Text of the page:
King Tut statue created in Germantown unveiled at Texas museum

Miguel Antonio Horn and Joel Erland use grinders to bring out the texture on Horn's sculpture "Colossus," a four meter statue of King Tutankhamen on the morning of November 1, 2013. (Dave Tavani)

Miguel Antonio Horn and Joel Erland use grinders to bring out the texture on Horn’s sculpture “Colossus,” a four meter statue of King Tutankhamen on the morning of November 1, 2013. (Dave Tavani)

Late on Halloween night, Philadelphia artist Miguel Antonio Horn began unearthing a giant concrete sculpture of King Tutankhamen with a team of other artists in Germantown.

Horn had been commissioned by the Brownsville Museum of Fine Art with a grant from the Brownsville Community Improvement Corporation to produce the four meter statue to accompany a special exhibition of Egyptian artifacts. In addition, the sculpture will be the newest public art installation for Linear Park, a sculpture garden just outside the Brownsville Museum. Having never worked with concrete before, Horn turned to two Germantown artists who specialize in concrete: Kate Kaman and Joel Erland of HumanKind Design.

“This was the first time I ever worked with concrete. So, it was a totally new process,” said Horn. He said he worked with Kaman and Erland because they are “masters with concrete casting.”
“I came to them because I was really confident in their ability to pull this off. It was quite a huge feat and with their background in public art and scale as well, I knew it was something they could undertake. They have a wealth of knowledge of how to treat this material and really brought that idea into reality.”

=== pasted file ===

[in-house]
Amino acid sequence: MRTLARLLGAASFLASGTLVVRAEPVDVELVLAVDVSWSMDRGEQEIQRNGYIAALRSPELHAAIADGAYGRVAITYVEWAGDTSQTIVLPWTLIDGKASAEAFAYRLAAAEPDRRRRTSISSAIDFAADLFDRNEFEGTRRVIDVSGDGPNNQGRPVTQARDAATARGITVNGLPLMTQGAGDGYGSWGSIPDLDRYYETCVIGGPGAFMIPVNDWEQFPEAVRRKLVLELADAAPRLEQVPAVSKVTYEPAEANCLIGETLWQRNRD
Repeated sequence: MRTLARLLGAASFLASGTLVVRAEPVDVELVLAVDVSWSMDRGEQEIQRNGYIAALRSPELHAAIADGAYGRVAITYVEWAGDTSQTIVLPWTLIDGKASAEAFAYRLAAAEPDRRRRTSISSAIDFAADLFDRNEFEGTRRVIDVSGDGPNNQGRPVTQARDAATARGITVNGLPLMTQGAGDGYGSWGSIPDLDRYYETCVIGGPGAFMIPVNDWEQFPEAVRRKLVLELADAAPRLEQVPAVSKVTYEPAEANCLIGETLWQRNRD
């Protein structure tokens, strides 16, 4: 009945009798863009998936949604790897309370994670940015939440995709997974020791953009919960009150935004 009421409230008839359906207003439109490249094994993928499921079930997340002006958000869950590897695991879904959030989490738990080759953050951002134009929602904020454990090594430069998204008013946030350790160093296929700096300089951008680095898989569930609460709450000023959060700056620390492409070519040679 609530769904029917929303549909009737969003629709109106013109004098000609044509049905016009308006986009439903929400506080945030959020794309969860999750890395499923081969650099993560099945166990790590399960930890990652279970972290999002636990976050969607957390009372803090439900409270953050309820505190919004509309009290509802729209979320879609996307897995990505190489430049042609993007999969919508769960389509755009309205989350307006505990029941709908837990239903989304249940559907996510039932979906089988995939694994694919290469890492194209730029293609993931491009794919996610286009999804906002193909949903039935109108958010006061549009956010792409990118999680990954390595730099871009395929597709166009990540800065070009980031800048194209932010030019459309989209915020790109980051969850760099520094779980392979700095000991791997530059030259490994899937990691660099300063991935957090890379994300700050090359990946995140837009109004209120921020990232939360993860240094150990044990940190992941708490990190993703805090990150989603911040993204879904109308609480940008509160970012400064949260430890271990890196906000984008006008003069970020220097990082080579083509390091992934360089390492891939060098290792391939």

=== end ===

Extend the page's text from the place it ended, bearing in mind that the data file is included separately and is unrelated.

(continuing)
Horn, a member of the Traction Company Collective Workspace in West Philadelphia, began the process with a 17 inch model that he needed to scale up to the four meter height. He did a three dimensional scan of the model and then, with the help of NextFab in South Philadelphia, milled the negative space of the model into a styrofoam mold.
Next, he collaborated with Kaman and Erland on color and faux finish, settling on Erland’s proposed “scagliola” look to resemble Egyptian brown Quartzite.
Joel Erland (left) and Miguel Antonio Horn hack off the styrofoam mold on Horn's sculpture "Colossus," a four meter statue of King Tutankhamen. (Dave Tavani)

Joel Erland (left) and Miguel Antonio Horn hack off the styrofoam mold on Horn’s sculpture “Colossus,” a four meter statue of King Tutankhamen. (Dave Tavani)

Starting last Tuesday, Kaman and Erland, and their three studio assistants, Alex Miller, Cory Kram, and James Sullivan, began the hand casting process that took some sixty hours.
The team filled the foam mold by hand with glass fiber reinforced concrete (GFRC). And Erland spent 12 hours hand casting the inside of the mold hanging from a rope swing while another assistant, Jerome Paisley, lowered buckets of concrete by rope. The GFRC needed 16 hours to dry. Late on the evening of Halloween, it was time to remove the styrofoam mold to see if the process worked.
After several hours of prying with crowbars and hammers and chopping with axes, and with the help of a few friends, the sculpture was free of its foam mold and standing upright in Kaman and Erland’s studio.
“I’m psyched about how it came out,” said Horn. “It turned out beautifully — better than I could have dreamed.”
Horn and Erland worked until late the next morning applying grout and then using grinders to bring out the texture of the sculpture and give it a more ancient-looking finish.
Late in the morning of November 1, they loaded it onto a truck for the trip to Texas.
“Colossus,” as Horn calls it, will be on display at the Brownsville Museum of Fine Art as of November 7.
The team of artists from top left pose with Colossus: Joel Erland, Alex Miller, Kate Kaman, James Sullivan, Miguel Antonio Horn, and Cory Kram. (Dave Tavani)

The team of artists from top left pose with Colossus: Joel Erland, Alex Miller, Kate Kaman, James Sullivan, Miguel Antonio Horn, and Cory Kram. (Dave Tavani)